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In Ethiopia deaf girls seek better support at home and school to learn

With support from Malala Fund’s Girl Programme, Dr. Serkalem Girma is expanding sign language use and availability of learning resources for deaf students. 

In the last decade, the number of children in primary school in Ethiopia tripled, and the country elected its first female president. Yet only 25% of Ethiopian girls attend secondary school, with students in rural areas and with disabilities facing particularly large barriers to learning. For example, only 10% of deaf children are enrolled in the country’s schools according to government data. With very few teachers familiar with sign language and a lack of essential learning materials, schools are unable to meet the needs of deaf students.

Dr. Serkalem Girma works to change this reality by championing inclusive education in Ethiopia. With support from Malala Fund’s Girl Programme, her organisation Roots and Wings ELIXIR partners with communities to co-create learning resources for deaf students and helps teachers better deliver gender-sensitive curriculums at the Alpha Deaf Special Elementary school in Addis Ababa. 

Roots and Wings aims to ensure equal access to education, employment and public life for deaf girls. To learn more, Malala Fund spoke with Dr. Serkalem about her organisation’s approach to programmes and the change she wants to see for girls in Ethiopia.

What are some of the main barriers the girls you work with face in accessing education?

A deaf girl in Ethiopia faces a variety of challenges that persist throughout her life. First families are ill-equipped to support their deaf children as resources for learning sign language are almost nonexistent. The challenges then extend to schools, which aren't tailored to meet the needs of deaf girls. With no teachers to teach sign language, girls struggle to learn in classrooms, leading to their frustration and absenteeism. 

Currently Addis Ababa University is the only institution that provides comprehensive sign language education, making it rare for deaf girls to reach university. The girls who do graduate face bleak employment prospects as Ethiopia does not recognise sign language as a working language. Their exclusion from the workforce restricts girls’ financial independence. Additionally they face other challenges including transportation services and healthcare facilities that cannot accommodate their needs.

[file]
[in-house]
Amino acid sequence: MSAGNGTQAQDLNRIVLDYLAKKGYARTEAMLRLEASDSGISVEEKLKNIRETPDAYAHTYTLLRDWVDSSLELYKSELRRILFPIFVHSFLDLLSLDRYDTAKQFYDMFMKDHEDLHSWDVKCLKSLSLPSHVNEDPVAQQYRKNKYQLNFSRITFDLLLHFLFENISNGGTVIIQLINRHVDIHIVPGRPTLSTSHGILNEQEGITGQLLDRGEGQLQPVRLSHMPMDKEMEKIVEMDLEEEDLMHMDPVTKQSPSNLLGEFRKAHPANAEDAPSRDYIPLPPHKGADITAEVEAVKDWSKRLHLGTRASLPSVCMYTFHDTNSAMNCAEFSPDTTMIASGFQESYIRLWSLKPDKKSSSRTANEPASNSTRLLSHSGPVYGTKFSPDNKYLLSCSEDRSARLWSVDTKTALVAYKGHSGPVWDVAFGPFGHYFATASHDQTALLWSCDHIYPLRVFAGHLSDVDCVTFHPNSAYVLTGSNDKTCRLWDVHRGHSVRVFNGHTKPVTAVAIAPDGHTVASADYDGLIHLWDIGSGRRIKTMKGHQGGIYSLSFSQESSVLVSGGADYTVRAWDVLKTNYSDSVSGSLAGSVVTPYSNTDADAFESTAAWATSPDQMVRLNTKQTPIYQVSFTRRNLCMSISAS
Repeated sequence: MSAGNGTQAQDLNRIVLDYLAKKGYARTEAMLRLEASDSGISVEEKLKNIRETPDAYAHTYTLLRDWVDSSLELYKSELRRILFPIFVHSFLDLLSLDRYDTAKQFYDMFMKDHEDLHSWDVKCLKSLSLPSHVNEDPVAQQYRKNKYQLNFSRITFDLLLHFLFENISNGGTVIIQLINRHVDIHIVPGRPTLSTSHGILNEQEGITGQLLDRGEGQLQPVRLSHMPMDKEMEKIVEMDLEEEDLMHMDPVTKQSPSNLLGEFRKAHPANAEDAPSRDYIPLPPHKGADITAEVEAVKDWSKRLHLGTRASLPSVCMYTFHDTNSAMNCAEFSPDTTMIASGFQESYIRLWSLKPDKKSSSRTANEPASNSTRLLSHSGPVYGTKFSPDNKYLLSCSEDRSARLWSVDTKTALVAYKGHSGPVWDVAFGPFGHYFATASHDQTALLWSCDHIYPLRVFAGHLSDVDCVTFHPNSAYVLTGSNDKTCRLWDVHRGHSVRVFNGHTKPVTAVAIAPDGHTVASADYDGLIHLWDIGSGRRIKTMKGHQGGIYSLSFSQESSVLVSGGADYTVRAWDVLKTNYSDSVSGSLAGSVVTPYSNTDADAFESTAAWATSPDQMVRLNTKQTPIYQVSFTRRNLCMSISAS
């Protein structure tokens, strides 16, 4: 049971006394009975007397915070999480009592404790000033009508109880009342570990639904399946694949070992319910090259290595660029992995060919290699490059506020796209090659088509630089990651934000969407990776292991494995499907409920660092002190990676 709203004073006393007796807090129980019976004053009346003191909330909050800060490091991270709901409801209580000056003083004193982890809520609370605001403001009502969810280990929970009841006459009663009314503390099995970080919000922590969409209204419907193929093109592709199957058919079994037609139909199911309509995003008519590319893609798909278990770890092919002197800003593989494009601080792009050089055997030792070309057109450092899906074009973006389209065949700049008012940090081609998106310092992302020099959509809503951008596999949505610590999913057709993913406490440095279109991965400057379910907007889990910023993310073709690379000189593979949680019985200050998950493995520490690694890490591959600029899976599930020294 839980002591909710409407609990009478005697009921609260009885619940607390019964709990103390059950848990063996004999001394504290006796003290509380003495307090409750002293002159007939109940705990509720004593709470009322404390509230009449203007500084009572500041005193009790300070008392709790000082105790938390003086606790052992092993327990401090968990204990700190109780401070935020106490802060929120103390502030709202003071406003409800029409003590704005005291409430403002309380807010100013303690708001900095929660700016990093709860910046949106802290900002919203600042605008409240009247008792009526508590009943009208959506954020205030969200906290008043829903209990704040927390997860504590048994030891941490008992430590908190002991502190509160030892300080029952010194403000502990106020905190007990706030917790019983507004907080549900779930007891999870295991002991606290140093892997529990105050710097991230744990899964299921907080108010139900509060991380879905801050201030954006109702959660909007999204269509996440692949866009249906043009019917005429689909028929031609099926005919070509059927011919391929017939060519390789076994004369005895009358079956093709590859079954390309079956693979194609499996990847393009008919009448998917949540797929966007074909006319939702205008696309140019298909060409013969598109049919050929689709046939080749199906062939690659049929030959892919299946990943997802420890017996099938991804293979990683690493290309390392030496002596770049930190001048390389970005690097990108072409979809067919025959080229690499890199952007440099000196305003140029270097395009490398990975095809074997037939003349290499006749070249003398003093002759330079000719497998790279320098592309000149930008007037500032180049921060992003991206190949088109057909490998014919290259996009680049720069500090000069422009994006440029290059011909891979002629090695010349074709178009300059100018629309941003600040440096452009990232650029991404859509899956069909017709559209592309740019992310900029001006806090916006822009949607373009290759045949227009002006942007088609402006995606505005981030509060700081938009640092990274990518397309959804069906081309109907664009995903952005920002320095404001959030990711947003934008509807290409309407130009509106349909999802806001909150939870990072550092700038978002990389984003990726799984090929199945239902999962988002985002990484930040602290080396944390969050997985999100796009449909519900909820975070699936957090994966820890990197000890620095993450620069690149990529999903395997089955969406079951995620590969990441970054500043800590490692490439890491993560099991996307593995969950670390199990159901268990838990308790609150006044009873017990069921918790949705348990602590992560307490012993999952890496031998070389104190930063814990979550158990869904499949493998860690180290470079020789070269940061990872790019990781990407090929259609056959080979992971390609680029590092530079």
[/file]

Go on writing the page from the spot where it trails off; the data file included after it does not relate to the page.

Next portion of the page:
What initiatives are you most excited to take forward with your Malala Fund grant?

First we are addressing the educational shortfall for deaf girls by converting textbooks into sign language and complementing this with video lessons for basic sign language. Additionally we are providing home-based sign language training for teachers, families, community members, local authorities and health professionals. This has successfully fostered interaction between deaf girls and their family members. 

Recognising that some issues faced by deaf girls require policy-level solutions, we are raising awareness through workshops that target media outlets, national associations, the Human Rights Commission, National Deaf Association and other deaf schools in Addis Ababa. We’ve also partnered with grassroots organisations to launch a national social media campaign with the theme “don’t leave deaf girls behind” that sheds light on the challenges girls face. 

What would you like to see from leaders to make secondary school more accessible for all?

Our ultimate aim is for leaders to be aware of the profound challenges deaf girls encounter throughout their lives. They need to institute a supportive policy framework. This involves not only establishing appropriate policies but also allocating resources equitably for this marginalised demographic. Our leaders should also provide avenues that encourage girls to reach their potential. 

On the national stage we need dedicated policies to address the challenges confronting the broader deaf community — from the lack of employment opportunities to insufficiently equipped schools. 

What can people in Ethiopia and around the world do to better advocate and support quality education for students with disabilities? 

The initial step is embracing their potential. We need to establish opportunities and create an enabling environment that allows students with disabilities to unlock their inner strengths. They possess the ability to achieve independence, showcase their creativity and contribute to their community and society at large. Their reservoir of potential is substantial. By acknowledging this, we pave the way for meaningful progress.

How can quality education catalyse positive change and help women and girls shape their own destinies?

Our aspiration for deaf girls or any community we engage with is to illuminate the society they are part of. Education is the pathway through which we uncover our potential as human beings. For a girl child without education, life becomes shrouded in darkness. Our role is to provide that guiding light, and education is the tool we wield. 

Without quality education, we fail to foster responsible individuals capable of contributing to society. Education is the key instrument to cultivating a civilised society. So, Roots and Wings dedicates itself to enhancing the quality of education for differently-abled individuals to achieve this.

Author

Nankwat Dakum

Nankwat develops and executes communication strategies to advance Malala Fund’s work for girls' education in Africa and Latin America.

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